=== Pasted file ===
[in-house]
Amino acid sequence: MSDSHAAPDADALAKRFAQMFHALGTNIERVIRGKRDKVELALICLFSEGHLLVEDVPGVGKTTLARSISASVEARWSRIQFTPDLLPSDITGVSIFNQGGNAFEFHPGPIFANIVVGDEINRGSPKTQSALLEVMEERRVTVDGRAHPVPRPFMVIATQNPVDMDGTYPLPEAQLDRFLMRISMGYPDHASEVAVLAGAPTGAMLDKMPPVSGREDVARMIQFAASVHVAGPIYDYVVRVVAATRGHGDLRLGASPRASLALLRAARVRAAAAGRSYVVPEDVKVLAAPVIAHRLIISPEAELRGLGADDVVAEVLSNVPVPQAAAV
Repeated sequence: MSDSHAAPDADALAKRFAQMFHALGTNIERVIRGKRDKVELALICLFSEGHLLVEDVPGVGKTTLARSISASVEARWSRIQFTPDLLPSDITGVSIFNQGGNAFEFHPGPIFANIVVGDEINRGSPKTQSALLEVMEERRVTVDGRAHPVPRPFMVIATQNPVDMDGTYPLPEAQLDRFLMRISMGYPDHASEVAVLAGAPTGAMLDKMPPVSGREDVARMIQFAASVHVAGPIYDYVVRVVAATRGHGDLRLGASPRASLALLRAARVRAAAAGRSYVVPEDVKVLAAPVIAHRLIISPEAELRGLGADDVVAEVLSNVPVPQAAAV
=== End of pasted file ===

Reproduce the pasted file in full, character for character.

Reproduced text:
[in-house]
Amino acid sequence: MSDSHAAPDADALAKRFAQMFHALGTNIERVIRGKRDKVELALICLFSEGHLLVEDVPGVGKTTLARSISASVEARWSRIQFTPDLLPSDITGVSIFNQGGNAFEFHPGPIFANIVVGDEINRGSPKTQSALLEVMEERRVTVDGRAHPVPRPFMVIATQNPVDMDGTYPLPEAQLDRFLMRISMGYPDHASEVAVLAGAPTGAMLDKMPPVSGREDVARMIQFAASVHVAGPIYDYVVRVVAATRGHGDLRLGASPRASLALLRAARVRAAAAGRSYVVPEDVKVLAAPVIAHRLIISPEAELRGLGADDVVAEVLSNVPVPQAAAV
Repeated sequence: MSDSHAAPDADALAKRFAQMFHALGTNIERVIRGKRDKVELALICLFSEGHLLVEDVPGVGKTTLARSISASVEARWSRIQFTPDLLPSDITGVSIFNQGGNAFEFHPGPIFANIVVGDEINRGSPKTQSALLEVMEERRVTVDGRAHPVPRPFMVIATQNPVDMDGTYPLPEAQLDRFLMRISMGYPDHASEVAVLAGAPTGAMLDKMPPVSGREDVARMIQFAASVHVAGPIYDYVVRVVAATRGHGDLRLGASPRASLALLRAARVRAAAAGRSYVVPEDVKVLAAPVIAHRLIISPEAELRGLGADDVVAEVLSNVPVPQAAAV